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WaPo 1962: Freedom and Risk
"Freedom of speech, like all other forms of freedom, undeniably entail risk. But the absence of it is not safety; it is despair and death."
While it is currently not hard to find esteemed academics proposing limitations on free speech, one might be shocked if they opened the pages of today’s Washington Post to read an editorial taking a college professor to task for it. But on September 8, 1962, the Post’s editorial board offered a sharp rebuke of a proposal by Indiana University Professor Charles S. Hyneman for scholars to help public officials determine what government could “reasonably do to regulate” speech.
Freedom and Risk
It is somewhat surprising to hear from the lips of an American political scientist — from the retiring president of the American Political Science Association, in point of fact—the assertion that "we need a speculative attack on the free speech problem." Prof. Charles S. Hyneman of Indiana University urged upon his colleagues in his presidential address Wednesday evening a "scholarly study" to help "lawmakers and judges decide what government may reasonably do to regulate the speech and other expressions of the Nation."
Professor Hyneman's candor is challenging. Freedom of speech is an American shibboleth unreservedly supported in principle, as a rule, even by those who would unhesitatingly deny it in practice to opinions that displease them. We have no disposition, however, to question the Professor's right to question the utility of free speech, to question, as he put it, "the intellectual supports for the presumption in favor of unrestrained verbal expression which underlies virtually every bit of our serious literature." His fire, it should be said to do him justice, is centered on the use of free speech to effect group libel, "on the indoctrination of children which produces adults who seek relief in persecution," on "impregnation with hate."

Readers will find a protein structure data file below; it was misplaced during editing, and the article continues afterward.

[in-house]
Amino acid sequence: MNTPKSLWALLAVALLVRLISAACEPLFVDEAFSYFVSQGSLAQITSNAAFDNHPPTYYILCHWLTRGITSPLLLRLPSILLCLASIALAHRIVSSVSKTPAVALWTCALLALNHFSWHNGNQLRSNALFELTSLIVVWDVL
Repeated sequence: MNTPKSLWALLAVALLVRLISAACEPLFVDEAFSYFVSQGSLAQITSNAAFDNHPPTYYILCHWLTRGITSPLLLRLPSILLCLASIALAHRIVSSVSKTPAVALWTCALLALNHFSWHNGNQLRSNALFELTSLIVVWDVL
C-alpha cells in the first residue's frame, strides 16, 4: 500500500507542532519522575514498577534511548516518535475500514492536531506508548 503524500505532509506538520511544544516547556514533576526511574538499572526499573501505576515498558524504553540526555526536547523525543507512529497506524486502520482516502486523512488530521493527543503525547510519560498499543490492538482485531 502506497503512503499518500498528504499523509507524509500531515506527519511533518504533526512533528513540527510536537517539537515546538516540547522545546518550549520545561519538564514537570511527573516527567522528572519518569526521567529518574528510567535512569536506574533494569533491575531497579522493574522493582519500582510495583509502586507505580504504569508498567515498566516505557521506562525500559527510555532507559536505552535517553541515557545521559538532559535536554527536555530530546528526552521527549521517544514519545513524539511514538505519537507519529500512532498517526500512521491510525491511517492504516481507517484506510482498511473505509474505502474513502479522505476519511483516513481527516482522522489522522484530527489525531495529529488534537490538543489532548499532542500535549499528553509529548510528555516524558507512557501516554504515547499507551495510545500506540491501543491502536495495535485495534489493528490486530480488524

But we think he suggests a ruinous remedy for this evil—a reliance on elected officials to extirpate such dangerous expression. "A hard look at the intellectual foundations might reveal that the case for free speech, as it is made in contemporary American literature, rests more firmly on a distrust of government than on a high esteem for a free flow of information and a lively combat among the ideas that compete to control action." What an extraordinary remark for a political scientist! The case for free speech rests on both considerations, or course—but certainly not least on "a distrust of government." For free speech is the indispensable antidote to oppressive governmental authority. Whenever government has power to "extirpate" speech it considers evil, tyranny prevails. Free men who mean to remain free are necessarily distrustful of government, scrutinizing its actions critically and limiting its powers.
"No one can doubt," Professor Hyneman observed, "that the communication of man to man facilitates the step backward as well as the step forward." How true! But such communication—untrammeled communication—is the inescapable agency of all innovation. Freedom of speech, like all other forms of freedom, undeniably entail risk. But the absence of it is not safety; it is despair and death.